Direct from Cairo, the Future Sound of Egypt made a stop in Las Vegas at Marquee Dayclub on June 14 in the form of Aly & Fila. Garnering a top 20 nod in 2012’s DJ Mag top 100 poll, Aly Amr Fathalah and Fadi Wassef Naguib’s productions have made them the most-successful Egyptian-exports in the scene. We caught up with Fila to chat about A&F’s forthcoming album, FSOE300 and more before he delved out a refreshing poolside dose of melodic, uplifting trance.
What's in store for the next LP, Quiet Storm?
It’s been three years since the last album, Rising Sun, and we’ve been working really hard on this new album. The feedback so far has been really good and I’m so happy with the feedback. I can’t wait; the release date is on the 28th of June. It’s more mature-sounding because it’s the second album. The first album is always a trial to get the experience to manage an album—because it’s not easy to do an album; it’s not like a single where you get it out and bye-bye. An album has to have a message at the end and make it a journey and I think we managed this well on the new album. Hopefully people won’t disagree [laughs].
What track on the album are you most proud of?
From the instrumental tracks, there’s this track called “First Sun,” and from the vocal tracks, there’s “Mysteries Unfold” and I play[ed] it today [at Marquee]. I think from instrumentals versus vocals, those are the picks from each style.
There’s a lot of collaborations on Quiet Storm, such as with Giuseppe Ottaviani and John O’Callaghan. What’s your favorite?
The collab we did with Solarstone, “Fireisland,” is my favorite. It’s a really good track; we did the club versions and released that last year. For the album, we did a chill-out mix of it and I think it’s beautiful.
With your first album Rising Sun, what was the thought process in including a slower song like “Paradise,” and is there something along those lines on Quiet Storm?
Actually, there’s a couple of ones like that on Quiet Storm. There is a lot of chill-out tracks. I don’t want to have an album that is the whole same sound. I want to try and show some other sides of Aly & Fila because we like a lot of other styles, but our favorite is still the uplifting sound, that banging sound is still our signature sound and we always keep it there. Also for an album, we always can try new stuff; it’s more fun for us producing an album.
What was your musical background before teaming up with Aly?
I didn’t have much musical background. I started with some piano lessons, but never went into it too deep. But then when I was around 15 years old, I started studying music theory and continued at the university with music theory. Then afterwards I got an audio engineering diploma.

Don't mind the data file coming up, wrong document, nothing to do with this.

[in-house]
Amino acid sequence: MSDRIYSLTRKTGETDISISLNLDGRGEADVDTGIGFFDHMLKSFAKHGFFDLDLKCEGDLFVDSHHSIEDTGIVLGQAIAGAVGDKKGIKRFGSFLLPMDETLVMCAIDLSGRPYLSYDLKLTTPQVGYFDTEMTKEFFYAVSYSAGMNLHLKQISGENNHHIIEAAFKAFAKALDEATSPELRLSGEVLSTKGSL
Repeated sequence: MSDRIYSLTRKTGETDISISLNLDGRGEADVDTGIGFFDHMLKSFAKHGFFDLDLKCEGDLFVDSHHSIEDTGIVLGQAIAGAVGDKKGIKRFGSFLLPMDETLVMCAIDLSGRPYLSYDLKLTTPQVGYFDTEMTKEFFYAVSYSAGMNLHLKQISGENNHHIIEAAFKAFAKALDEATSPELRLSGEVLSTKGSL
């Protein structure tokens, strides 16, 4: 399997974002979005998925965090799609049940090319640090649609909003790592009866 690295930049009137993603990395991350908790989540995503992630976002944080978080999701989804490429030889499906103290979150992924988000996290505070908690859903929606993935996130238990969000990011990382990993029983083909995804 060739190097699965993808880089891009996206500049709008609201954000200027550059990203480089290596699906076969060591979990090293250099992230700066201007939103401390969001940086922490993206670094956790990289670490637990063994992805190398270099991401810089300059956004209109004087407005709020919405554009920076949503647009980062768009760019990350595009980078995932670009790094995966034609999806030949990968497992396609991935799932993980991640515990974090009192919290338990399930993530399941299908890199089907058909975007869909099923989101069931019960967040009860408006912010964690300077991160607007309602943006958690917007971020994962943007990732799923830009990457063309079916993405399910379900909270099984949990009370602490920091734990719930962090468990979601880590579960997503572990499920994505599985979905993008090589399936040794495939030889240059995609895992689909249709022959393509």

What’s the dynamic like in the studio between you two?
We both play the instruments. Sometimes Aly writes the melody or I write the melody and then we work on it. We both have our own studios so normally we work alone and then we meet up in a third studio where it’s a studio we work only together in it. It’s 50/50 in everything: Programming, melody-wise and composition.
When on the road, you spin solo now, correct?
Live I do it alone because Aly can’t travel anymore and can’t be exposed to very loud music because he’s had a problem with his ears for six years now because of a show actually. So recently I’ve been doing all the shows alone.
Do you miss having him there to spin with you?
Yeah, for sure. It’s always fun to be playing with someone—for example a back-to-back set with John O’Callaghan. I love it when I get to play with someone, it’s really cool.
If people are newcomers to your music, what is important for them to know?
I would say to be open-minded to the music. That’s it. Just be open-minded, try to enjoy it and try to understand it because I think with trance music, it’s a beautiful sound with a lot of melodies, really nice grooves. I think it should become bigger now.
What’s the dance music scene like in Egypt?
It’s really growing really fast in Egypt now. We have really nice clubs opening, a lot of underground nights happening. I think in two or three years it will be so big in Egypt.
How often do you get to play there?
I play every three months. I do my own show, a Future Sounds of Egypt night at Club Space in Sharm El Sheikh, and it’s been growing every time and really getting big.
The Future Sounds of Egypt radio show is doing well and about to hit 300 episodes. With the assortment of radio shows and podcasts, why should people check out yours?
I would say we have a weekly show which is one-hour, and it’s one hour of pure, melodic and uplifting banging trance. So for people who like this sound, I think they should check it out—and maybe for other people who didn’t even listen to it before, give it a try, you’ll like it [laughs]!
With all the dance music out there, what song do you love that you wish you’d created?
Paul van Dyk, “For an Angel.” That track got me in this scene. I remember I was a clubber and I was in Berlin listening to Paul van Dyk and he played the track and I was like, “Oh my God.” Goosebumps. I will never forget that moment. —Deanna Rilling